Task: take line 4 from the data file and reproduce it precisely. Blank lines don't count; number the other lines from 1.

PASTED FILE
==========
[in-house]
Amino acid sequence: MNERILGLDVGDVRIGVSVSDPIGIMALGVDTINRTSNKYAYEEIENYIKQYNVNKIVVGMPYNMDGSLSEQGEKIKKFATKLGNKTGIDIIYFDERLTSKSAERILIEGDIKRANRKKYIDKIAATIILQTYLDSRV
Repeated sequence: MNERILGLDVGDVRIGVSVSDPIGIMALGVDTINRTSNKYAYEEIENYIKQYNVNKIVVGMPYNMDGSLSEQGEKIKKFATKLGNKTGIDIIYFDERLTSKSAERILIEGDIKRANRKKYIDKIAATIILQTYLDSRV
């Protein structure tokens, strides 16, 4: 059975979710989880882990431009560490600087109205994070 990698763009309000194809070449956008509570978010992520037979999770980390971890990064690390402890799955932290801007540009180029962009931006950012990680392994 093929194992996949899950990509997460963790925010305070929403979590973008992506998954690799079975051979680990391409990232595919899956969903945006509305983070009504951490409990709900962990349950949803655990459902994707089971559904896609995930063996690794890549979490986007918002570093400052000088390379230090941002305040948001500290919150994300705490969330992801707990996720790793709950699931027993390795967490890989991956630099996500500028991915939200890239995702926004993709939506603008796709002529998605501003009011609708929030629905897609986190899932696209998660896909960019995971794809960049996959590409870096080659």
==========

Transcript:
């Protein structure tokens, strides 16, 4: 059975979710989880882990431009560490600087109205994070 990698763009309000194809070449956008509570978010992520037979999770980390971890990064690390402890799955932290801007540009180029962009931006950012990680392994 093929194992996949899950990509997460963790925010305070929403979590973008992506998954690799079975051979680990391409990232595919899956969903945006509305983070009504951490409990709900962990349950949803655990459902994707089971559904896609995930063996690794890549979490986007918002570093400052000088390379230090941002305040948001500290919150994300705490969330992801707990996720790793709950699931027993390795967490890989991956630099996500500028991915939200890239995702926004993709939506603008796709002529998605501003009011609708929030629905897609986190899932696209998660896909960019995971794809960049996959590409870096080659």